Aodh/ˈeɪ/, or Áed, is an Irish and Scottish word of Indo-European origin, equivalent to fire in English.Aodh and its many variants is used today in the Irish and Scottish Gaelic languages as a given name for both sexes (though feminine forms are less varied and less common), and in even more variants as a family name. As a family name, the root or a variant may be prefixed by O or Ó (meaning from) or Mac or Mc (meaning son of). The masculine given name Hugh has been used as an anglicised form of Aodh, although the names are entirely etymologically unrelated. It is also the name of a Celtic sun god. A pet form of Áed is Ádhán. A modern Irish form of Ádhán is Aodhán. An older form of Aodhán is Aedán. The name Aodhagán is a double diminutive of Aodh, and a more modern Irish form of Aodhagán is Aogán. An Anglicised form of Aedán is Aidan. Variant forms of this Anglicised name are Edan, Aedan, and Aiden. Feminine forms of the name are 'Aodhnait' and 'Aodhamair'.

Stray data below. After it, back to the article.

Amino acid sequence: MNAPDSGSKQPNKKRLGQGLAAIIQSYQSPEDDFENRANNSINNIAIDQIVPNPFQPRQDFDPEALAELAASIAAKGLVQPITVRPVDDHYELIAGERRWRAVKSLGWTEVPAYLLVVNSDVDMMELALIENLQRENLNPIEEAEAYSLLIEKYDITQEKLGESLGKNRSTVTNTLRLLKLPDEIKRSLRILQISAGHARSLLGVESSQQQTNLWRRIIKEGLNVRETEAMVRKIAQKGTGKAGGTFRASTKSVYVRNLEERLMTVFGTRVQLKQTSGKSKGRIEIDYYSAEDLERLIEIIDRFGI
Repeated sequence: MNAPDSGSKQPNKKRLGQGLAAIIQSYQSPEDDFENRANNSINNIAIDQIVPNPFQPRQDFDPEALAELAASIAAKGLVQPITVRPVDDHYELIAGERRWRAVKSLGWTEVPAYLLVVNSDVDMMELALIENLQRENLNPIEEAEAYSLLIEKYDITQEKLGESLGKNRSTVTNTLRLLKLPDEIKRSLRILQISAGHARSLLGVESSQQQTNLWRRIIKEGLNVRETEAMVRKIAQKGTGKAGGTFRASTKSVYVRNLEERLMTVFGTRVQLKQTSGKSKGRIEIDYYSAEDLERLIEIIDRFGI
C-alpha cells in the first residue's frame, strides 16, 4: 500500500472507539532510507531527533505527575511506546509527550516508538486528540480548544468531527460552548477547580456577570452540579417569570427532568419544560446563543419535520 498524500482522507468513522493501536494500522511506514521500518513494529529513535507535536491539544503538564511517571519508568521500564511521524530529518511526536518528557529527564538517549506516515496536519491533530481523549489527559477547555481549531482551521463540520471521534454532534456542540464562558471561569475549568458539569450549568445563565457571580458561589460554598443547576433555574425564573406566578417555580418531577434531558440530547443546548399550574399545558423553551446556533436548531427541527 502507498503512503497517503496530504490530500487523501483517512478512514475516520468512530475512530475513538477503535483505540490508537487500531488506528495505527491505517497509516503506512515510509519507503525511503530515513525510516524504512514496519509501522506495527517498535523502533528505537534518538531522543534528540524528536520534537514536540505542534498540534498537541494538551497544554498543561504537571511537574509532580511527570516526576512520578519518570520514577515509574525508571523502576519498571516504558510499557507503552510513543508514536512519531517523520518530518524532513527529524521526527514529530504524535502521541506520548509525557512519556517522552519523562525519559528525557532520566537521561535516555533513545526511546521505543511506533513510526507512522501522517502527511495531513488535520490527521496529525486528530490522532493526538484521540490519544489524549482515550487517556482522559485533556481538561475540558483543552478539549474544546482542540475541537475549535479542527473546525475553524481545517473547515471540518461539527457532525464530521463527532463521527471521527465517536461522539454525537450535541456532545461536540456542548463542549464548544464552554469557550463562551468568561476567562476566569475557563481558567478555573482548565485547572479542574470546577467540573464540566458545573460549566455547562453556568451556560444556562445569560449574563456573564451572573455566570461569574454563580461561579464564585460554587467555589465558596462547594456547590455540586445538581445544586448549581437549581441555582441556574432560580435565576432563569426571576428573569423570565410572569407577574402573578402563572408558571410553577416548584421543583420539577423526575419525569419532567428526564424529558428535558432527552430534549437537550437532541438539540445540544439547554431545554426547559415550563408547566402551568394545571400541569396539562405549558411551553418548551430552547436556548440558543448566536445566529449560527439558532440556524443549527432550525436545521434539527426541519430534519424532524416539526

^The modern word aodh meaning 'inflammation' or as a phrase with the Irish word for 'itch' (tochas), giving aodh thochais, 'burning itch' or 'urtication' - (Foclóir Gaeilg-Béarla, eds Tomás de Bhaldraithe, Niall Ó Dónaill, Dublin 1977), is clearly cognate with the original meaning.